According to claims published Sunday, an Israeli corporation accused of supplying governments with spyware has been linked to a list of 50,000 smartphone numbers, including those of activists, journalists, corporate leaders, and politicians from around the world.
Since at least 2016, when researchers accused Israel’s NSO Group of assisting in the spying on a dissident in the United Arab Emirates, the company and its Pegasus virus have been in the news.
The revelations on Sunday pose privacy and rights concerns, as well as revealing the far-reaching extent to which the private Israeli firm’s software may be misappropriated by its clients around the world.
The Washington Post, the Guardian, Le Monde, and other news organizations collaborated on an investigation into a data breach and reported on the extent of Pegasus’ use.
According to media reports, a list of more than 50,000 smartphone numbers believed to have been recognized as people of interest by NSO clients during 2016 was leaked.
According to the Post, Forbidden Stories, a Paris-based journalistic charity, and Amnesty International shared the list with the news companies. The total number of phones on the list that were really targeted or monitored is unknown, according to the newspaper.
According to the Post, 15,000 of the names on the list were from Mexico, and included politicians, union leaders, journalists, and government critics.
The number of a Mexican freelance writer who was slain at a carwash was purportedly included on the list. His phone was never located, and it’s unclear whether it was hacked.
The list included 300 cell phone numbers used in India, including those of government ministers, opposition politicians, journalists, scientists, and human rights campaigners, according to the Indian investigative news website The Wire.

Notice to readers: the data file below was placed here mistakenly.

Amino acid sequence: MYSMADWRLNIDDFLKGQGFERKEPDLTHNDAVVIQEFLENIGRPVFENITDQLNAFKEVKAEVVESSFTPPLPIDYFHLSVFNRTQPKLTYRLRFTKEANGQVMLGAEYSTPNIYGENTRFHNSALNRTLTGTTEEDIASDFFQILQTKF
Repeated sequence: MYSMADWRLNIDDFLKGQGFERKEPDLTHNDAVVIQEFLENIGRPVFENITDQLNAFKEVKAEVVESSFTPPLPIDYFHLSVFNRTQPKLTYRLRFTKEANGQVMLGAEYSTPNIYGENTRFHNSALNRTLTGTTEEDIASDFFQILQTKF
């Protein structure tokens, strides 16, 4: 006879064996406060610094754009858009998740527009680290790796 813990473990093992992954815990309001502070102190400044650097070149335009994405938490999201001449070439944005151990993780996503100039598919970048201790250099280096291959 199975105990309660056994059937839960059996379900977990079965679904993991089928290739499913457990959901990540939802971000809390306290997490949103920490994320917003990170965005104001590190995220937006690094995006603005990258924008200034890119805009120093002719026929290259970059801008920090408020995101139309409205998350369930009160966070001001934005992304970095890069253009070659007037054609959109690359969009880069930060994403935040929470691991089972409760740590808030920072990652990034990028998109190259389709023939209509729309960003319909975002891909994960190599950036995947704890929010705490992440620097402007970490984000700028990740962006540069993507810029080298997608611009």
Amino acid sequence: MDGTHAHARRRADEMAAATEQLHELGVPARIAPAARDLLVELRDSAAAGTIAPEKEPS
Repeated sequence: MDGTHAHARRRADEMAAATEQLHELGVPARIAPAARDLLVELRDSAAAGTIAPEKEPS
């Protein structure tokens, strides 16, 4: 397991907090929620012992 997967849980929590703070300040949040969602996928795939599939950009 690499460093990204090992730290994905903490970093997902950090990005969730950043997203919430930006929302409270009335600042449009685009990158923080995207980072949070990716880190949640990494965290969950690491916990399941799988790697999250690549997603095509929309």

More than 40 Indian journalists from major publications such as the Hindustan Times, The Hindu, and the Indian Express, as well as two founding editors of The Wire, were among those whose numbers were released, according to the report.
After WhatsApp filed a lawsuit in the United States accusing NSO of using the messaging platform to undertake cyber espionage, the Indian government denied employing the software to spy on its citizens in 2019.
According to the Washington Post, forensic analysis of 37 of the smartphones on the list revealed “attempted and successful” breaches, including those of two women connected to Saudi journalist Jamal Khashoggi, who was killed by a Saudi hit team in 2018.
Journalists from Agence France-Presse, The Wall Street Journal, CNN, The New York Times, Al Jazeera, France 24, Radio Free Europe, Mediapart, El Pais, the Associated Press, Le Monde, Bloomberg, The Economist, Reuters, and Voice of America are among the names on the list, according to the Guardian.
Citizen Lab, a research group at the University of Toronto, and Amnesty International previously reported on the use of Pegasus software to hack the phones of Al-Jazeera reporters and a Moroccan journalist.